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Language and gender

DOI: 10.4324/9780415249126-U016-1
Version: v1,  Published online: 1998
Retrieved June 16, 2024, from

Article Summary

How do language and gender interact? This can be interpreted as asking about sexual difference in relation to language-use. How do the sexes speak, how do we speak of the sexes? And could or should these patterns change?

Not surprisingly, understanding language-gender interactions solely in terms of sexual difference yields a static and polarized picture. Men insult and swear, women flatter and wheedle, women draw others out while men monopolize conversations, men are direct and women beat around the bush, women gossip whereas men lecture. Linguistic conventions and familiar vocabulary equate humanity with males (note, for example, so-called generic uses of ‘he’) and sexuality with females (‘hussy’, for instance, once meant ‘housewife’). Men are linguistically represented as actors and women as acted upon, passive. Men control the institutions controlling language – such as schools, churches, publications, legislatures. Children of both sexes, however, learn a ‘mother tongue’ at a mother’s knee.

Such generalizations contain a few grains of truth, at least if restricted to so-called mainstream contemporary America or England. But they completely obscure the differences among women and among men and the varied forms of social relations so important to gender. One is never just a woman or a man: sexual classifications are inflected by age, class, race and much else. And gender involves not only women in relation to men as a group but also more specific cross-sex and same-sex relations ranging from egalitarian heterosexual marriages and same-sex partnerships through intense friendships and enmities among adolescent schoolgirls to camaraderie among boys on a football team. All such relations are partly constituted by people using language to and of one another; all are informed by and inform larger social arrangements. On the more linguistic side, these include dictionaries, the language arts curriculum and editorial guidelines; arrangements with a gender focus include marriage, high-school dances and gay rights legislation.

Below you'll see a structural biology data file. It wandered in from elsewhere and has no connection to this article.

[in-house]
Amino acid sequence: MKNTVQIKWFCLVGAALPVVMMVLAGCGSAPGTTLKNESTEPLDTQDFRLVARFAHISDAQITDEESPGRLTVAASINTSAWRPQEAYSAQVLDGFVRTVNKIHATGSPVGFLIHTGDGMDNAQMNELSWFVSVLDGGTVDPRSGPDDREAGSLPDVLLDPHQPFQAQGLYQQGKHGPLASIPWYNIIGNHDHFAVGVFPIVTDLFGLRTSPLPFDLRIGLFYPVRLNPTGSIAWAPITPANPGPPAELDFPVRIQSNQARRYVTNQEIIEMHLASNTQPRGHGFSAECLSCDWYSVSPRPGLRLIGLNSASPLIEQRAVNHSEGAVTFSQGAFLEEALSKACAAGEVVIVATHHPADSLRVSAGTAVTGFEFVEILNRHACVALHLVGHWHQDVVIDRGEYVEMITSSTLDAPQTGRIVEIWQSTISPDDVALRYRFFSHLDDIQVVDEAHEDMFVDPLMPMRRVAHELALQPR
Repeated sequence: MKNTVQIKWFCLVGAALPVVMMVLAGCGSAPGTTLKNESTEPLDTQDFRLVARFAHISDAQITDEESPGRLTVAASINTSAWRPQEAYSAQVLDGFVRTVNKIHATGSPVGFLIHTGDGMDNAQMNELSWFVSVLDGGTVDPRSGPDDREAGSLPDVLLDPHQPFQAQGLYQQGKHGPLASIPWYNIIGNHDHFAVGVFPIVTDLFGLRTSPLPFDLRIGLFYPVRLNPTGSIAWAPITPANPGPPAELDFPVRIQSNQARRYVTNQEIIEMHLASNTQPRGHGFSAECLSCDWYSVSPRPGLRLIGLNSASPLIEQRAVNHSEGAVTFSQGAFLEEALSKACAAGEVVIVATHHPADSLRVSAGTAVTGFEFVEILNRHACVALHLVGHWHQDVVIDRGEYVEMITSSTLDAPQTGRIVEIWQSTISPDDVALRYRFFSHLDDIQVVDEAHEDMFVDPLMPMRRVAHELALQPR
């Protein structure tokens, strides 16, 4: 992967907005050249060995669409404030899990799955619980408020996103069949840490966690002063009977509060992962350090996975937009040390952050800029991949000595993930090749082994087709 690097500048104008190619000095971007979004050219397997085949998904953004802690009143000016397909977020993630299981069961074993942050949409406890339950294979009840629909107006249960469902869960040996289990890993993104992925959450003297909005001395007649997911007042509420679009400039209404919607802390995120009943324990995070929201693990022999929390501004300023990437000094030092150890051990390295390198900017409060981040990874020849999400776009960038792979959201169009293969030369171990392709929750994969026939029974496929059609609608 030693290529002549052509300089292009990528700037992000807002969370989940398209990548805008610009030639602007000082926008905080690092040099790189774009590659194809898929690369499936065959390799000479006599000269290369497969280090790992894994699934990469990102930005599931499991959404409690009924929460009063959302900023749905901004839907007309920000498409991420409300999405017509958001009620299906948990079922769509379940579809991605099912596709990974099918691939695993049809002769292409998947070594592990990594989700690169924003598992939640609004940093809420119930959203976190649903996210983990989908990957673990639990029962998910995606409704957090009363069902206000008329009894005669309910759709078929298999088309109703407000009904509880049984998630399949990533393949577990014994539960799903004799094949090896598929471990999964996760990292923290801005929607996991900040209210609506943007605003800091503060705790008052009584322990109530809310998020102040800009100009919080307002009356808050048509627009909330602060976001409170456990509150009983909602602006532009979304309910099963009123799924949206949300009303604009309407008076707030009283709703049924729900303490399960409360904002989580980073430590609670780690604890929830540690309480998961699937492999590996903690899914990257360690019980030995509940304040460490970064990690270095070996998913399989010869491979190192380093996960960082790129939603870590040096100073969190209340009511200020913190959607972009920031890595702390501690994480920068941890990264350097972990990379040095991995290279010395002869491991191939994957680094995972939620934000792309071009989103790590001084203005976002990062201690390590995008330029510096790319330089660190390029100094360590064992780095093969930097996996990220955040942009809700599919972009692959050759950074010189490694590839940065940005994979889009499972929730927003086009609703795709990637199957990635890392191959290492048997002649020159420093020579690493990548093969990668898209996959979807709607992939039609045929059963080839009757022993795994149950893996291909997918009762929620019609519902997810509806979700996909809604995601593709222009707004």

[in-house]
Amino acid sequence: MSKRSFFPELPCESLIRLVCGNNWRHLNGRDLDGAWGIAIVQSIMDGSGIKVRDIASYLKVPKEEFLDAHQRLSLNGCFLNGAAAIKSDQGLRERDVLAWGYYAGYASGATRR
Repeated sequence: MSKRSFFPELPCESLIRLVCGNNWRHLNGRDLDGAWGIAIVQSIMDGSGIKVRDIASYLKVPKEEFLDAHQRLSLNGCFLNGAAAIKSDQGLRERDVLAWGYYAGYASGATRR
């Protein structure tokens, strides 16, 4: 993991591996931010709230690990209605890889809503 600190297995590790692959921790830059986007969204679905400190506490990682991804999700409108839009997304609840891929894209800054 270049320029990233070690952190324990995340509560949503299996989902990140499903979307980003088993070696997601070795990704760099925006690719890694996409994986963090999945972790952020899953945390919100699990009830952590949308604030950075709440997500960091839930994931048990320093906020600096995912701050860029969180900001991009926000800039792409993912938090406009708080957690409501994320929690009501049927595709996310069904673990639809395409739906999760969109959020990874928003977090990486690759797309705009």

Emphasizing large-scale sex difference ignores cross-cultural and historical variation and makes change in language, in gender, or in their interaction appear mysterious. And such an emphasis erases the linguistic dynamics of a particular society’s construction of gender. Yet it is in such dynamics that, for example, language shapes and is shaped by sexual polarization and male dominance. This entry highlights approaches to language and gender that root each in historically situated social practice. Linguistic change and gender change then become inseparable.

Citing this article:
McConnell-Ginet, Sally. Language and gender, 1998, doi:10.4324/9780415249126-U016-1. Routledge Encyclopedia of Philosophy, Taylor and Francis,
Copyright © 1998-2024 Routledge.

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